The 1989 execution of Carlos De Luna in Texas seemed to close the book on the fatal stabbing of a single mother and gas station clerk whose final, desperate screams were captured on a 911 tape, says the Chicago Tribune. Arrested a few blocks from the bloody crime scene, De Luna was swiftly convicted and sentenced to death–even though the parolee proclaimed his innocence and identified another man as the killer. Sixteen years after De Luna died by lethal injection, the Tribune has uncovered evidence strongly suggesting that the acquaintance he named, Carlos Hernandez, was the one who killed Lopez in 1983. Ending years of silence, Hernandez’s relatives and friends recounted how the violent felon repeatedly bragged that De Luna went to Death Row for a murder Hernandez committed.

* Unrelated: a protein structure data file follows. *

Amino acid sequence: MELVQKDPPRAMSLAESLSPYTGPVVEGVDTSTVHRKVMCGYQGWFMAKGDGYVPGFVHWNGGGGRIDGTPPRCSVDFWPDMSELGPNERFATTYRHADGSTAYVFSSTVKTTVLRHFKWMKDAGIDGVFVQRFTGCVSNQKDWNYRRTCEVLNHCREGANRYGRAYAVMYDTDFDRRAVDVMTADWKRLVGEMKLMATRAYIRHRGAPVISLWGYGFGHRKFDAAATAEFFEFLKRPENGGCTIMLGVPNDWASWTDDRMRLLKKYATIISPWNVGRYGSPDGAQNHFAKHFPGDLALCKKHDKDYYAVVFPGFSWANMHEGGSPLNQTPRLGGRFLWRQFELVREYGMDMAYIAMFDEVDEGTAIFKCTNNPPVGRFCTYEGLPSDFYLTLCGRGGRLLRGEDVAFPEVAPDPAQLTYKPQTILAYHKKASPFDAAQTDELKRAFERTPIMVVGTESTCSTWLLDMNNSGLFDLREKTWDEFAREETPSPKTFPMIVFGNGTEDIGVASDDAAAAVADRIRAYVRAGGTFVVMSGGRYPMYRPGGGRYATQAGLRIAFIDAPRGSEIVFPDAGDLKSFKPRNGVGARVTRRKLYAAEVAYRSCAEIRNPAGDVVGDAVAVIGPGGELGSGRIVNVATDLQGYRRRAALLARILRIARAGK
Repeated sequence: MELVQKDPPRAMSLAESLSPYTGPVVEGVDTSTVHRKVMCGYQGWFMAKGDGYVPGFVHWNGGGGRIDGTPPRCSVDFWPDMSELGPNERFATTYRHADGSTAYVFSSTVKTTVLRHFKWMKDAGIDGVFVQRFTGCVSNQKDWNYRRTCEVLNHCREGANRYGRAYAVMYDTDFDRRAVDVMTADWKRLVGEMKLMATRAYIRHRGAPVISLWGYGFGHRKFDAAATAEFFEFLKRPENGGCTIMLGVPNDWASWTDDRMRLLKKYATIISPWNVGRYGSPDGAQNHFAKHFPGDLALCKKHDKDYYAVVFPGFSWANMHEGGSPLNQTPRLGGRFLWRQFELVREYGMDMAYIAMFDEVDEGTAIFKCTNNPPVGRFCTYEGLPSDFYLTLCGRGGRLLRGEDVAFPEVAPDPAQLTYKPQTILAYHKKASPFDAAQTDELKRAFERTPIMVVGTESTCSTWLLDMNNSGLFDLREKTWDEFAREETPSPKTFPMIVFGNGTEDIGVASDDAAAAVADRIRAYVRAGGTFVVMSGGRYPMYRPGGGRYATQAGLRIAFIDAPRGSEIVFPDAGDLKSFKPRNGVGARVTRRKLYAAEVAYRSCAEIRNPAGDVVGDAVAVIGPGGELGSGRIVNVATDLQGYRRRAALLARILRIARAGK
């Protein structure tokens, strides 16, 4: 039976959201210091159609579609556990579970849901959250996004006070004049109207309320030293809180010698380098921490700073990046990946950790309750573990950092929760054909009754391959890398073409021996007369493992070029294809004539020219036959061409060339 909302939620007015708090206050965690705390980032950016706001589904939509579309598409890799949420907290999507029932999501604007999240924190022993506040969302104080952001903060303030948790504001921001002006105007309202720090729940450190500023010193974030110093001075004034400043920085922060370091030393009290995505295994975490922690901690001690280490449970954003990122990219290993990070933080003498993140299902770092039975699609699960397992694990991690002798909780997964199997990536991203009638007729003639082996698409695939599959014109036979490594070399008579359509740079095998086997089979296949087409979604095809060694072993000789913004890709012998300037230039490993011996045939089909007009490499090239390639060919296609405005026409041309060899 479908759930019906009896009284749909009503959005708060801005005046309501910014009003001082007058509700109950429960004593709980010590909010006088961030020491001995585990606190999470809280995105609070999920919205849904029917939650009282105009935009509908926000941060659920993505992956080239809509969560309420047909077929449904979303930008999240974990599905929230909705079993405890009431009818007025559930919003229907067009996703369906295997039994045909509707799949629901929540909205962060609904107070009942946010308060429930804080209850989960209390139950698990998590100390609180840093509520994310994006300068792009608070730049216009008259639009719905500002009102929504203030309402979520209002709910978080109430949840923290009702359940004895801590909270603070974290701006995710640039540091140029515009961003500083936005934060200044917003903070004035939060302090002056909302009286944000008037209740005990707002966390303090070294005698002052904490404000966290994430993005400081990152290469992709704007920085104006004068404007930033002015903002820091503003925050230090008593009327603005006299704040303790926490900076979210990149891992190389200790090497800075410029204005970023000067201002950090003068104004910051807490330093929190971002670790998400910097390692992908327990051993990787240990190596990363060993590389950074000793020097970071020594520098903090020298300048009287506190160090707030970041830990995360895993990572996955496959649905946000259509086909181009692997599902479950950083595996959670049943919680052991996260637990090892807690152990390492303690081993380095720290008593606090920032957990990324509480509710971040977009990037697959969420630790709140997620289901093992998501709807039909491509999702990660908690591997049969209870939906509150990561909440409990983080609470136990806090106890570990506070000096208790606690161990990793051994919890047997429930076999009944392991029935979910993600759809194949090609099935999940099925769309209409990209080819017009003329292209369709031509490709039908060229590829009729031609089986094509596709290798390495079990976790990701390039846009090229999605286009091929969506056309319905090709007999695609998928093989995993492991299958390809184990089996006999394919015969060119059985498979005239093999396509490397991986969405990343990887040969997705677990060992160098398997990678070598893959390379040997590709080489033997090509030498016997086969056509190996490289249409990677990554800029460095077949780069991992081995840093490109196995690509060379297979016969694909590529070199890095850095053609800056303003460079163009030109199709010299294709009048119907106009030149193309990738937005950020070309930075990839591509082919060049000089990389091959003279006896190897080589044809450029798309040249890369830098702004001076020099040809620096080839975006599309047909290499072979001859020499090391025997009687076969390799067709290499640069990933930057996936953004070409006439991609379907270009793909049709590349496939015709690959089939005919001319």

The newspaper investigation, involving interviews with dozens of people and a review of thousands of pages of court records, shows the case was compromised by shaky eyewitness identification, sloppy police work, and a failure to pursue Hernandez thoroughly as a possible suspect. His case is one of the most compelling examples yet of the discovery of possible innocence after a prisoner’s execution. De Luna’s prosecutors still believe they convicted the right man, but the lead prosecutor acknowledged he is troubled by some of the new information. A former police detective told the Tribune that he got tips about Hernandez shortly after the crime and now believes the wrong man was executed.